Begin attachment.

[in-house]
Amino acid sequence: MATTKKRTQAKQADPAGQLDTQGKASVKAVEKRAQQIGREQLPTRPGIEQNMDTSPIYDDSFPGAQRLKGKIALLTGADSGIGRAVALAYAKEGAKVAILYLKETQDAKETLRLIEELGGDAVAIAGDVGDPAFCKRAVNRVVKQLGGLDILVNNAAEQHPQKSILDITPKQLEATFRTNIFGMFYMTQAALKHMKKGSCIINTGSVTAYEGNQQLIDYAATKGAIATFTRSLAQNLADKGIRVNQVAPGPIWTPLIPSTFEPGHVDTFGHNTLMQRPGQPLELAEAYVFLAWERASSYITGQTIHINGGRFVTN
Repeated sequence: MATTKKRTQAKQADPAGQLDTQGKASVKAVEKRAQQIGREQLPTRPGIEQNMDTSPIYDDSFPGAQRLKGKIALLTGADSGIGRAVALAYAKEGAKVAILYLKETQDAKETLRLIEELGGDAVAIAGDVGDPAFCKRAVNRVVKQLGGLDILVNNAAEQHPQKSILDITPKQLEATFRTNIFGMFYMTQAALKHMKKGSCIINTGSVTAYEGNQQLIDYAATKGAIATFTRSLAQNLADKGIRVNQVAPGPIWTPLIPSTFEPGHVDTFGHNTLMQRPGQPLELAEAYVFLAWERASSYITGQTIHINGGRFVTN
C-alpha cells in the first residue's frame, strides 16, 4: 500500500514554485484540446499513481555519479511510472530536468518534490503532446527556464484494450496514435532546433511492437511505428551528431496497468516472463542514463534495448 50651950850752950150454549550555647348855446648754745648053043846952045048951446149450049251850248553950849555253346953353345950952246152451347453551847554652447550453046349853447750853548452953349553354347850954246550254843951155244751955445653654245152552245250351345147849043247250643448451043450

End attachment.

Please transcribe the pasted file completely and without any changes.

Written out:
[in-house]
Amino acid sequence: MATTKKRTQAKQADPAGQLDTQGKASVKAVEKRAQQIGREQLPTRPGIEQNMDTSPIYDDSFPGAQRLKGKIALLTGADSGIGRAVALAYAKEGAKVAILYLKETQDAKETLRLIEELGGDAVAIAGDVGDPAFCKRAVNRVVKQLGGLDILVNNAAEQHPQKSILDITPKQLEATFRTNIFGMFYMTQAALKHMKKGSCIINTGSVTAYEGNQQLIDYAATKGAIATFTRSLAQNLADKGIRVNQVAPGPIWTPLIPSTFEPGHVDTFGHNTLMQRPGQPLELAEAYVFLAWERASSYITGQTIHINGGRFVTN
Repeated sequence: MATTKKRTQAKQADPAGQLDTQGKASVKAVEKRAQQIGREQLPTRPGIEQNMDTSPIYDDSFPGAQRLKGKIALLTGADSGIGRAVALAYAKEGAKVAILYLKETQDAKETLRLIEELGGDAVAIAGDVGDPAFCKRAVNRVVKQLGGLDILVNNAAEQHPQKSILDITPKQLEATFRTNIFGMFYMTQAALKHMKKGSCIINTGSVTAYEGNQQLIDYAATKGAIATFTRSLAQNLADKGIRVNQVAPGPIWTPLIPSTFEPGHVDTFGHNTLMQRPGQPLELAEAYVFLAWERASSYITGQTIHINGGRFVTN
C-alpha cells in the first residue's frame, strides 16, 4: 500500500514554485484540446499513481555519479511510472530536468518534490503532446527556464484494450496514435532546433511492437511505428551528431496497468516472463542514463534495448 50651950850752950150454549550555647348855446648754745648053043846952045048951446149450049251850248553950849555253346953353345950952246152451347453551847554652447550453046349853447750853548452953349553354347850954246550254843951155244751955445653654245152552245250351345147849043247250643448451043450